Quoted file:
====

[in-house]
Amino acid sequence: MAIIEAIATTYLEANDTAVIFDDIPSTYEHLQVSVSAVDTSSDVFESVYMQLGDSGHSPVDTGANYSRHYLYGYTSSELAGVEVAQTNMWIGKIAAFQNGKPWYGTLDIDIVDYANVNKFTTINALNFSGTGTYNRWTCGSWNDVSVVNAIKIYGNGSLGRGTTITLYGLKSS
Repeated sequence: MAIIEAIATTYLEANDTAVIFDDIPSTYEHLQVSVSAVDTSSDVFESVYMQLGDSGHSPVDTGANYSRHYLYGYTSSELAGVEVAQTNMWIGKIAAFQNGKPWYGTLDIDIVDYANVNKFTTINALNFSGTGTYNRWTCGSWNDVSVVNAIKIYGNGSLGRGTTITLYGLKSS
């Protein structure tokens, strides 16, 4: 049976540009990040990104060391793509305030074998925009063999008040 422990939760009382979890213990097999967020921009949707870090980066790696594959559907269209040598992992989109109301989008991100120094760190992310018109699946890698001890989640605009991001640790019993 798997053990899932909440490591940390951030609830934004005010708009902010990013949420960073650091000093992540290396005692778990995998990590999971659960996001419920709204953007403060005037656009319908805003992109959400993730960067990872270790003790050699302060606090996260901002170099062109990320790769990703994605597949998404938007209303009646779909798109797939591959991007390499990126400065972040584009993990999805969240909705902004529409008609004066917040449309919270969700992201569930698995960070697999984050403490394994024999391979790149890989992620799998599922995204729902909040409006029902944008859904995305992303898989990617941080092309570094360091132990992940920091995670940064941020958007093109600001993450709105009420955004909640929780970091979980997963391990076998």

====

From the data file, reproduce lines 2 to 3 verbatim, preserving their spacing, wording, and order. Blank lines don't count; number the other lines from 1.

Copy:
Amino acid sequence: MAIIEAIATTYLEANDTAVIFDDIPSTYEHLQVSVSAVDTSSDVFESVYMQLGDSGHSPVDTGANYSRHYLYGYTSSELAGVEVAQTNMWIGKIAAFQNGKPWYGTLDIDIVDYANVNKFTTINALNFSGTGTYNRWTCGSWNDVSVVNAIKIYGNGSLGRGTTITLYGLKSS
Repeated sequence: MAIIEAIATTYLEANDTAVIFDDIPSTYEHLQVSVSAVDTSSDVFESVYMQLGDSGHSPVDTGANYSRHYLYGYTSSELAGVEVAQTNMWIGKIAAFQNGKPWYGTLDIDIVDYANVNKFTTINALNFSGTGTYNRWTCGSWNDVSVVNAIKIYGNGSLGRGTTITLYGLKSS